NEW YORK (Reuters) - Soaring hospital demand for the steroid dexamethasone, which British researchers say significantly reduces mortality among severely ill COVID-19 patients, is outstripping supply of the drug, but hospitals have so far been able to treat patients out of their inventories, according to Vizient Inc, a drug buyer for about half of U.S. hospitals.
Hospitals and other health-care customers advised by Vizient increased orders of the drug by more than 600% after the researchers announced their findings last week. Manufacturers were only able to fill around half of those orders, Vizient said.
“What we’re hearing from our members is that they are able to treat the patients who do require dexamethasone - they are treating them and they have product,” Steven Lucio, vice president of pharmacy solutions at Vizient, said in an interview. “The concern is, Can the market continue to sustain this?”
Vizient’s data shows that hospitals are increasingly putting the drug into use to treat COVID-19 patients, confirming what several U.S. hospitals in hard-hit parts of the country told Reuters last week.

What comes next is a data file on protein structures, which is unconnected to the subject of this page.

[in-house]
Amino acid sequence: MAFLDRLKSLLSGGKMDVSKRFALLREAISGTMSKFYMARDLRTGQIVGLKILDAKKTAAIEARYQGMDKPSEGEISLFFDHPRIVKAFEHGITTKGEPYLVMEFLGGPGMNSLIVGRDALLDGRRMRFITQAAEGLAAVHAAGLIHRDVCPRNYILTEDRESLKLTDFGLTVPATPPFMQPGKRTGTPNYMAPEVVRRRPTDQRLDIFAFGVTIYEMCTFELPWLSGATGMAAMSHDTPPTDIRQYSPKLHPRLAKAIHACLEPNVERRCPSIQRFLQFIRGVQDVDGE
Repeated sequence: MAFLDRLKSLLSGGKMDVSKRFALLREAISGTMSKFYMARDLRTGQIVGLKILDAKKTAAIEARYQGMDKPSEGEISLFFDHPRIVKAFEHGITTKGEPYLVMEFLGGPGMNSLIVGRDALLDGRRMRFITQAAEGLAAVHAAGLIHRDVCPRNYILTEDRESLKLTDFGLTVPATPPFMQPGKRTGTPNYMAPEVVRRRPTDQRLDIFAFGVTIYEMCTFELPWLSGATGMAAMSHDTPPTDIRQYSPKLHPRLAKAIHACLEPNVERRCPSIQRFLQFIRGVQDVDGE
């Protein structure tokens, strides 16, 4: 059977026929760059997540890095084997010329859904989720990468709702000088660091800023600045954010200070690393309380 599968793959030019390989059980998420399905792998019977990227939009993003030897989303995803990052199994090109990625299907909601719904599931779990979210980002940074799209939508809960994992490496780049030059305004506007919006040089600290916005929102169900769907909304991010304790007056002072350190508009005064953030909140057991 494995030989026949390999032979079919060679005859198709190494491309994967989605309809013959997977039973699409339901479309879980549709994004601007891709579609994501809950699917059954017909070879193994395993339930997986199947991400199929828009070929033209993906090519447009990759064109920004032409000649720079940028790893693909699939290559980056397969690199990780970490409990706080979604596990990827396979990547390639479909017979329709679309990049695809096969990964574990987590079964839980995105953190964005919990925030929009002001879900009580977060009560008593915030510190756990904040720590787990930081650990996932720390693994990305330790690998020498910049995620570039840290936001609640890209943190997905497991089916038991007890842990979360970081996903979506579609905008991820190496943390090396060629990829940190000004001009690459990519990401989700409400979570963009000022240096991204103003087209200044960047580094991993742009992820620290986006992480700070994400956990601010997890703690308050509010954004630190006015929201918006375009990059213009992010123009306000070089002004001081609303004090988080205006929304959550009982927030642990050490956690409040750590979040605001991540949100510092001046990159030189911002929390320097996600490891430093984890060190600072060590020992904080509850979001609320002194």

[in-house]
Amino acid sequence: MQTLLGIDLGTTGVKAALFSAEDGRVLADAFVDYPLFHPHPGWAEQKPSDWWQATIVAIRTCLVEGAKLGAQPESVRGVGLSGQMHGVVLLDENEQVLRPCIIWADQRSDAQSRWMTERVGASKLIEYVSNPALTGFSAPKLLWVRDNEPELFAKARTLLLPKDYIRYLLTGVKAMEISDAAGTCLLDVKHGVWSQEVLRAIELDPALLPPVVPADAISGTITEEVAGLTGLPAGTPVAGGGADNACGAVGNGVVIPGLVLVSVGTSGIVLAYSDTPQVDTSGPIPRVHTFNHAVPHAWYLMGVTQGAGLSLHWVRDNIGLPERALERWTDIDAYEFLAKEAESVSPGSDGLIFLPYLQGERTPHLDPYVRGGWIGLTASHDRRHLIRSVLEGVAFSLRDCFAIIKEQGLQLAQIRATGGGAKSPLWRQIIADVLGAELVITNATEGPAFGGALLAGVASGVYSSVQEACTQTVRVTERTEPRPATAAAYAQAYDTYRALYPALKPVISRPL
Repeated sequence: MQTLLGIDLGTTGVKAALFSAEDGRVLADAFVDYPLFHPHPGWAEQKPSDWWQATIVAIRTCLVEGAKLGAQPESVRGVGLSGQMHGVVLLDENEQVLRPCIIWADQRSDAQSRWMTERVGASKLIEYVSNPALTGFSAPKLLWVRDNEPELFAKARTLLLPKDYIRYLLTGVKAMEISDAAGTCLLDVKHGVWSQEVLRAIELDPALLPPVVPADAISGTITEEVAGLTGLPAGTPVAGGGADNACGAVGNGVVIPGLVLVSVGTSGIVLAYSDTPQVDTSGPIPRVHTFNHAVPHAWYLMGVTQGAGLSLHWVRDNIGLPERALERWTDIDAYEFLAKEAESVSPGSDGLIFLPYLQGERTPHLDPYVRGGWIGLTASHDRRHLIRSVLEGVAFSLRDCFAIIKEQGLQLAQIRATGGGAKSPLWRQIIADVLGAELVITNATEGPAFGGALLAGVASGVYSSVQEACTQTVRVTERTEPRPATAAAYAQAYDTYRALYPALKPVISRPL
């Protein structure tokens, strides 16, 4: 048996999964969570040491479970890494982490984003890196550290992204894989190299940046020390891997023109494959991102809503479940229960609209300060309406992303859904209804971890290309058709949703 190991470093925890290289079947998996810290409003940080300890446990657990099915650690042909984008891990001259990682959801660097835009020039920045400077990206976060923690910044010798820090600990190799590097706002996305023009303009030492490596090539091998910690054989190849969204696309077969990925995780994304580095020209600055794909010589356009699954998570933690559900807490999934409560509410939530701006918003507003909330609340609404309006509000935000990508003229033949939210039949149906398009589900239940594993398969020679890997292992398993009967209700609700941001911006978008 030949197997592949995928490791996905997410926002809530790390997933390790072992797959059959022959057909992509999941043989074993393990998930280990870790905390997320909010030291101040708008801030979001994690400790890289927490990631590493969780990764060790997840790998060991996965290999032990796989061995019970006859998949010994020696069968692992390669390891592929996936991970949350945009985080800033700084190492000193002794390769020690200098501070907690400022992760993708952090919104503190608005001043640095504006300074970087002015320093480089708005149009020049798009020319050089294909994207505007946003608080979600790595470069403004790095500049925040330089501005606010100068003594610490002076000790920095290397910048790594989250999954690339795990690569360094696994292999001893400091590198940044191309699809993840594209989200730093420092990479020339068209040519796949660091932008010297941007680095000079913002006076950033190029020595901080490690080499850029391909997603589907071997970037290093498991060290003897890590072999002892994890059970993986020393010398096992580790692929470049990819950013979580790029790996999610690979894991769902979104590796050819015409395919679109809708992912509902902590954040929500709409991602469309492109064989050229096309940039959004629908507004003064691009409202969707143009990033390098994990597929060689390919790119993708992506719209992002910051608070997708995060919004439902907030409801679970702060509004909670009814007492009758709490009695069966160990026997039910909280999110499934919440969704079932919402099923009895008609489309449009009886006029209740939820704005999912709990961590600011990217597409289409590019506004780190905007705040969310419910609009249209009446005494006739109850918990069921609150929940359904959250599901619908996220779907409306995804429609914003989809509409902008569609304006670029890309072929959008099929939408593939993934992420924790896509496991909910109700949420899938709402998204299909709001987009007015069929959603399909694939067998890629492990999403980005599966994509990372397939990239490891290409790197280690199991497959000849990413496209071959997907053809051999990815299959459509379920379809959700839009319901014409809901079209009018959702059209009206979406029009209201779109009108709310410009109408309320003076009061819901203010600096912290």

According to Oxford University researchers, dexamethasone reduced death rates by nearly a third among COVID-19 patients requiring mechanical breathing assistance.
The injectable version of dexamethasone has been in shortage in the U.S. since February of last year, according to the U.S. Food and Drug Administration.
Still, German drugmaker Fresenius SE’s Kabi unit - by far the largest supplier to the U.S. market - says it has good inventory on hand of the steroid and is ramping up production in three of its U.S. factories to meet the surging demand.
“Fresenius Kabi is confident we can meet customers’ needs with COVID-related medicines such as dexamethasone,” spokesman Matthew Kuhn said in an email.
Reporting by Michael Erman; Editing by Leslie Adler